I came to yoga at 19 to help deal with a profound scoliosis that had progressed undiagnosed for some years and was starting to cause me considerable back pain. I eventually underwent major spinal fusion surgery that, while traumatic and involving a lengthy rehabilitation process, gave me a new lease on life and led to me developing a committed yoga practice and learning deeply about my own wellness and healing process.

I never thought I would teach yoga, especially in my initial years of practice as I worked with some very strong physical limitations. I spent many, many hours doing very basic postures and exercises just to regain a semblance of internal balance and peace. However as the years went on and my practice developed, I continued to gain a lot from yoga, as I started to study further and learn more about the emotional, psychological and spiritual dimensions of this tradition and practice that was transforming me positively from within. I did an intensive teacher training program at the Sivananda ashram in the foothills of the Himalayas, and then upon moving to Barcelona almost 7 years ago began teaching and doing further study to develop my practice, understanding and ability to teach more dynamic vinyasa yoga styles, eventually helping found two studios, Yogaroom Barcelona and more recently Yoga Lab in the Ateneu del Raval.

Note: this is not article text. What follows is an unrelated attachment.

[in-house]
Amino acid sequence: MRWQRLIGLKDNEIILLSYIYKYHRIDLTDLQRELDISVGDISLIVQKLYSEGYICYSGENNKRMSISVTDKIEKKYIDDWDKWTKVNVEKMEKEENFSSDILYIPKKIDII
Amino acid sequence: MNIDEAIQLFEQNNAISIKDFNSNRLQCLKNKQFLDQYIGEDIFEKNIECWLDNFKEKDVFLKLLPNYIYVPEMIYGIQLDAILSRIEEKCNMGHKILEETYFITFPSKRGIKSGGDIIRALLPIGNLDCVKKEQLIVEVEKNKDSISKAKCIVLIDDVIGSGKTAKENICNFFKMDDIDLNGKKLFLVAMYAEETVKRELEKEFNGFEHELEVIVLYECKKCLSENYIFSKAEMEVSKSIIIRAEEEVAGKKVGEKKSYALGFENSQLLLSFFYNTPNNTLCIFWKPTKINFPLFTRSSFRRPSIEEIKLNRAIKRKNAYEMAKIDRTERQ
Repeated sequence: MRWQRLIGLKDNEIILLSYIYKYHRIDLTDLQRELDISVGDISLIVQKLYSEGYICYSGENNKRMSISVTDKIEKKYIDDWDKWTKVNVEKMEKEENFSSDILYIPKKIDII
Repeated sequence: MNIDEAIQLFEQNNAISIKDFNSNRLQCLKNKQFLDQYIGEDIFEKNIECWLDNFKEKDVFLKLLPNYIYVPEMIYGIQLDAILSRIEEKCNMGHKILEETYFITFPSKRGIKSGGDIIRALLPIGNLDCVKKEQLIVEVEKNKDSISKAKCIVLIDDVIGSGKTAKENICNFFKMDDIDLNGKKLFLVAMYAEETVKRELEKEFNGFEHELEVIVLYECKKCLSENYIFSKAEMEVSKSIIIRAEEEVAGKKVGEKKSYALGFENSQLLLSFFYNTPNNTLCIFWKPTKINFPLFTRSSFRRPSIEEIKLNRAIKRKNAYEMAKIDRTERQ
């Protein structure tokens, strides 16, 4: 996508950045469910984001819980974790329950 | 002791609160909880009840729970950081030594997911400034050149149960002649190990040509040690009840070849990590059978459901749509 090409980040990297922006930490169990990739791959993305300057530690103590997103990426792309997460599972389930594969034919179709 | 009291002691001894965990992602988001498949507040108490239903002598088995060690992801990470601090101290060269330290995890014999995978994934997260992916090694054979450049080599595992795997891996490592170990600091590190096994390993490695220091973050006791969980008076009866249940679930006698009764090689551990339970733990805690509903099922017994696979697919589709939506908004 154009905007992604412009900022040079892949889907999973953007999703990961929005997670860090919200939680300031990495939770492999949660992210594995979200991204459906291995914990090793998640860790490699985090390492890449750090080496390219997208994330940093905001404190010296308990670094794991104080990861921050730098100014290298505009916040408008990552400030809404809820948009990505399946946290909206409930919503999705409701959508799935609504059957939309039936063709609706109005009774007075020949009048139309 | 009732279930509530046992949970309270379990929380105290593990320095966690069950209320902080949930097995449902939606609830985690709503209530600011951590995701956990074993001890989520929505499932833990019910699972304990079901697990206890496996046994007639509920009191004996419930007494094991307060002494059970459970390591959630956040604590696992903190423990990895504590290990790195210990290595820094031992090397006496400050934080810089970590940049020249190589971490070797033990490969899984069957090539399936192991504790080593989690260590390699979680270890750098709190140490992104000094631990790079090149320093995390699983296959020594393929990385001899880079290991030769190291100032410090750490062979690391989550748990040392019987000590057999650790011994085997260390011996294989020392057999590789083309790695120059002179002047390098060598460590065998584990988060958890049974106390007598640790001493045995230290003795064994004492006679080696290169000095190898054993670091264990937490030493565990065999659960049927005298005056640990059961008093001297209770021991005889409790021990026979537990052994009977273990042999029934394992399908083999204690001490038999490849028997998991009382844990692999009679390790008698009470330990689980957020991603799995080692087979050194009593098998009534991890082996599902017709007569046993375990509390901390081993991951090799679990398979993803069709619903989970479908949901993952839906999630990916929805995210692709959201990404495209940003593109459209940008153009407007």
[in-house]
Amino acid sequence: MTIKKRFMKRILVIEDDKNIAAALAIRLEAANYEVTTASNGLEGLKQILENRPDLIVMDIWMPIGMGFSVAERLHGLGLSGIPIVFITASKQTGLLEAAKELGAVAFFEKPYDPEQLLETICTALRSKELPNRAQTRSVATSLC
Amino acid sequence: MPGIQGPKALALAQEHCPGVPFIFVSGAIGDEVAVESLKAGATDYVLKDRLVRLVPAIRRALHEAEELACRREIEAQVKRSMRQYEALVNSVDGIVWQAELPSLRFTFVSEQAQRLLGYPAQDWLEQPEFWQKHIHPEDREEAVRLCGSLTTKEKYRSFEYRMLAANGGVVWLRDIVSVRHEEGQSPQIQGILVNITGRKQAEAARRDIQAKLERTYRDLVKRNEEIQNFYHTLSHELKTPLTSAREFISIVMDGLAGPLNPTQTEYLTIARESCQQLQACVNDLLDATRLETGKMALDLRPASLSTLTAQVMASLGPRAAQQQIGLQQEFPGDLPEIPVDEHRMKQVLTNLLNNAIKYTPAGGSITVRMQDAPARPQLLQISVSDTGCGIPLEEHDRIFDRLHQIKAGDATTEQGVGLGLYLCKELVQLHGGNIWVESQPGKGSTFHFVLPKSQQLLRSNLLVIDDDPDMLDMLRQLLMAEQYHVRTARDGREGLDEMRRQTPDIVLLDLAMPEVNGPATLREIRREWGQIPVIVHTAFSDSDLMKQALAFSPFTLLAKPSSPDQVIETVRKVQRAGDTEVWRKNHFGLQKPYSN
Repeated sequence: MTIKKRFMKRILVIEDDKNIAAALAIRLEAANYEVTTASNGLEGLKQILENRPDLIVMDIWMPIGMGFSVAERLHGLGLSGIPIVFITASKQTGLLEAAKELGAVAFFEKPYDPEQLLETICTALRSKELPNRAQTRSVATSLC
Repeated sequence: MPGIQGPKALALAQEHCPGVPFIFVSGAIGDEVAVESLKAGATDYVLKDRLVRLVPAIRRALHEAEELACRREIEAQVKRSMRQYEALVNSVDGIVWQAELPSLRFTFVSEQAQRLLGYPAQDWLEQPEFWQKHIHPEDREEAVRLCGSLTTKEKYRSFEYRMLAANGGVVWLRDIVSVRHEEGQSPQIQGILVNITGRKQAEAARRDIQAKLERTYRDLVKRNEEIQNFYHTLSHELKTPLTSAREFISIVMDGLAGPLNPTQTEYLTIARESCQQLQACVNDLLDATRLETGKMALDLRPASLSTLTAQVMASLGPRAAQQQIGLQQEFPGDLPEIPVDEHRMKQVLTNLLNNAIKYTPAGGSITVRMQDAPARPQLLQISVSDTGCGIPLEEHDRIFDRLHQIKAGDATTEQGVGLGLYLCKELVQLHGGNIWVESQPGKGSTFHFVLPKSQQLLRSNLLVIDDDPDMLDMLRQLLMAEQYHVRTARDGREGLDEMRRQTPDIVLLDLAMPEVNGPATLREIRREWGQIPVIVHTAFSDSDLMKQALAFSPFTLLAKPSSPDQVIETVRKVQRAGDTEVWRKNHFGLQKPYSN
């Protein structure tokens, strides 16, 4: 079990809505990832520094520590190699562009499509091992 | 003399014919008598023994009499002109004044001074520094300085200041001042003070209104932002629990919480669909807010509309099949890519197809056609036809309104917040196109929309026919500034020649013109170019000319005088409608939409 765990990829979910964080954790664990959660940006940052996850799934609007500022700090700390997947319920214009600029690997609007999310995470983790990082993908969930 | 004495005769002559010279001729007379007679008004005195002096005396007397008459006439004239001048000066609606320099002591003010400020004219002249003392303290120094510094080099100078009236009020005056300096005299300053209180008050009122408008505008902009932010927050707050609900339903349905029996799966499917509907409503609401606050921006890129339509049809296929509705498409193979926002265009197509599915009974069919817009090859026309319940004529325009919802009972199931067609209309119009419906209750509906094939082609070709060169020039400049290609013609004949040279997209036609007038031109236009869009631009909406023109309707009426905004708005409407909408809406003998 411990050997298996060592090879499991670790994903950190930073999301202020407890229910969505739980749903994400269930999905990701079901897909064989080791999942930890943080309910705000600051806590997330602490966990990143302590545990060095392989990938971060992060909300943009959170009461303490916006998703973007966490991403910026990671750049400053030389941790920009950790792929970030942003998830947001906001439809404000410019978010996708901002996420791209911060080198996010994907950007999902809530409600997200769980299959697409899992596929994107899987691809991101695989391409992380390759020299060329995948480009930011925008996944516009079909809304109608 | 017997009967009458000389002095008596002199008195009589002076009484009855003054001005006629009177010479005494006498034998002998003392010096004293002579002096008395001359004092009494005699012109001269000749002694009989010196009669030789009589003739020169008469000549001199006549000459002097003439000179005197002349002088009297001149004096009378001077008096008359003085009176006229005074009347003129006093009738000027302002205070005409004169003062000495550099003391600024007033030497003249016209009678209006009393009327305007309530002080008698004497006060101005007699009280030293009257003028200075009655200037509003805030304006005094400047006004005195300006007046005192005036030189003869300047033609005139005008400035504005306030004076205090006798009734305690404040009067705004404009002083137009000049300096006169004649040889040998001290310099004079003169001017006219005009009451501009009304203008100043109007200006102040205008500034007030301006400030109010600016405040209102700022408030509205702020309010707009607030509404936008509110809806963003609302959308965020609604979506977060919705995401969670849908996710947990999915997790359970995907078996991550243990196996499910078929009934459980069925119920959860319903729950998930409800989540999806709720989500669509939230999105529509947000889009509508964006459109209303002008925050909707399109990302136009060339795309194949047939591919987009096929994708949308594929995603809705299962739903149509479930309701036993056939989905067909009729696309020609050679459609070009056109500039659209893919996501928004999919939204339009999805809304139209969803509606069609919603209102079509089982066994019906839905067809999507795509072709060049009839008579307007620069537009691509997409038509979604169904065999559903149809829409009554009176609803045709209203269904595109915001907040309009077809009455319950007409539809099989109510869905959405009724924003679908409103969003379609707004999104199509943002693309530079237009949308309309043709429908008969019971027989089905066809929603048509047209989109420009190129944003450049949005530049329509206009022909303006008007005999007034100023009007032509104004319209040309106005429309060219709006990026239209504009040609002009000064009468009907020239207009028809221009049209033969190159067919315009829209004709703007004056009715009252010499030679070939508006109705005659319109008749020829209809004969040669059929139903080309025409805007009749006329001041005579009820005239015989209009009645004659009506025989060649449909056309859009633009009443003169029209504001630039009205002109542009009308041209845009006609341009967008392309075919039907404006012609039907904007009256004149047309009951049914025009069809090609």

I now teach a flowing, dynamic form of yoga practice very influenced by the work of a teacher called Simon Borg-Olivier and the Yoga Synergy school, which teaches “traditional yoga for the modern body” – a blend of Indian, Chinese and Tibetan yogas, and Western physiotherapy, aimed at making yoga practice safer and more effective for modern practitioners by recognising that due to lifestyle  and conditioning, the bodies of modern urban people are in some ways very different to the bodies that many traditional yoga practices were created for. This has provided a strong framework to integrate my own experience with many different yoga practices, internal martial arts, bodywork modalities, and healing and rehabilitation. I am deeply grateful to all who have been my teachers on this path so far.

Having come from needing such slow, careful development of my body and practice, it makes no sense to me that so many yoga practitioners in the West are now facing degenerative problems in their knees, lower backs and shoulders through repetitive strain and biomechanically inappropriate practices; first and foremost our practice should do no harm, and then the ground is set for the yoga practice to profoundly support, enrich and enliven every level of our being. Understanding the specific needs of modern people and the physiological impacts of different actions can help us achieve this goal.

My classes are aimed at this – creating an internally nourishing practice that is accessible, safe, fluid yet challenging, and energising afterwards. Through mobilizing our spine, learning to work actively in and out of postures, cultivating a relaxed and regenerating state in the body, and focusing the mind, we can guide and support the development of our whole being.

Morgan